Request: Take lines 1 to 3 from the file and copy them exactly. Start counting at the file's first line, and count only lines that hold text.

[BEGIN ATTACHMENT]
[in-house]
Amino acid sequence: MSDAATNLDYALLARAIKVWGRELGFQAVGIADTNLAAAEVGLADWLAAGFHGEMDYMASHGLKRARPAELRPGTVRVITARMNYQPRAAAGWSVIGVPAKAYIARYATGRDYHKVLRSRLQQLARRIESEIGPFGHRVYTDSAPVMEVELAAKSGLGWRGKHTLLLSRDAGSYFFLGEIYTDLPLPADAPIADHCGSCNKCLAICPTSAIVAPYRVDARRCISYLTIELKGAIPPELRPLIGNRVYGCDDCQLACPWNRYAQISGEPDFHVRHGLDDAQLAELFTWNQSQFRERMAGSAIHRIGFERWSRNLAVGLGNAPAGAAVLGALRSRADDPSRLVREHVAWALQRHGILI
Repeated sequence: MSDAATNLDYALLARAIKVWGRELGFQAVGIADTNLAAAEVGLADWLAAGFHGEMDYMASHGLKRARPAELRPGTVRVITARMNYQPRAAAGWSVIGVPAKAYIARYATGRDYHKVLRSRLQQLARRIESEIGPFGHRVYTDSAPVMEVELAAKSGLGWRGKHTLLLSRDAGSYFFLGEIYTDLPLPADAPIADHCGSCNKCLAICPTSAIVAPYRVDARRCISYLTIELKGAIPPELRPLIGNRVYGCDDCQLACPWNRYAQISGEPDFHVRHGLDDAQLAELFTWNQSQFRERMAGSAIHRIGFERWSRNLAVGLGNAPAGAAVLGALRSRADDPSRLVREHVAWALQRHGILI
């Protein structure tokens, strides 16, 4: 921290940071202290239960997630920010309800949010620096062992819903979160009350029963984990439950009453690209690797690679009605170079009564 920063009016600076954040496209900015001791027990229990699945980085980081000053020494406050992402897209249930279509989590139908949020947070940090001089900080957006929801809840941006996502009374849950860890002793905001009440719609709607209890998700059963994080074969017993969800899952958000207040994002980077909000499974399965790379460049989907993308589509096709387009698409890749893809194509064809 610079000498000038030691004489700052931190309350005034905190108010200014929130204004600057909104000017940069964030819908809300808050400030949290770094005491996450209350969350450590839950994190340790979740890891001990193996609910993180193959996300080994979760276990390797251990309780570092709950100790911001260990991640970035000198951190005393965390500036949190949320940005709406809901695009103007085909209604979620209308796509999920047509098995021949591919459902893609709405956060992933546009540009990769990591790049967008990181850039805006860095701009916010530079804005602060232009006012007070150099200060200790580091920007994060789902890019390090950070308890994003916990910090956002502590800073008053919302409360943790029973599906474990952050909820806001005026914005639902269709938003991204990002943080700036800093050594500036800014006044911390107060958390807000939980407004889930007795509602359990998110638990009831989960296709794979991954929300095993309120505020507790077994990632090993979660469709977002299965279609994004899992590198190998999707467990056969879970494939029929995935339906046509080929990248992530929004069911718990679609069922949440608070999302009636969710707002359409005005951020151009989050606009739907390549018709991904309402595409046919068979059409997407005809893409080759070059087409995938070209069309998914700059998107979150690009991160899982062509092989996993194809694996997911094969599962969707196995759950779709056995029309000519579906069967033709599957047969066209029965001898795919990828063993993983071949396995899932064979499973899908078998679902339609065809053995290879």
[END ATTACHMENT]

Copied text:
[in-house]
Amino acid sequence: MSDAATNLDYALLARAIKVWGRELGFQAVGIADTNLAAAEVGLADWLAAGFHGEMDYMASHGLKRARPAELRPGTVRVITARMNYQPRAAAGWSVIGVPAKAYIARYATGRDYHKVLRSRLQQLARRIESEIGPFGHRVYTDSAPVMEVELAAKSGLGWRGKHTLLLSRDAGSYFFLGEIYTDLPLPADAPIADHCGSCNKCLAICPTSAIVAPYRVDARRCISYLTIELKGAIPPELRPLIGNRVYGCDDCQLACPWNRYAQISGEPDFHVRHGLDDAQLAELFTWNQSQFRERMAGSAIHRIGFERWSRNLAVGLGNAPAGAAVLGALRSRADDPSRLVREHVAWALQRHGILI
Repeated sequence: MSDAATNLDYALLARAIKVWGRELGFQAVGIADTNLAAAEVGLADWLAAGFHGEMDYMASHGLKRARPAELRPGTVRVITARMNYQPRAAAGWSVIGVPAKAYIARYATGRDYHKVLRSRLQQLARRIESEIGPFGHRVYTDSAPVMEVELAAKSGLGWRGKHTLLLSRDAGSYFFLGEIYTDLPLPADAPIADHCGSCNKCLAICPTSAIVAPYRVDARRCISYLTIELKGAIPPELRPLIGNRVYGCDDCQLACPWNRYAQISGEPDFHVRHGLDDAQLAELFTWNQSQFRERMAGSAIHRIGFERWSRNLAVGLGNAPAGAAVLGALRSRADDPSRLVREHVAWALQRHGILI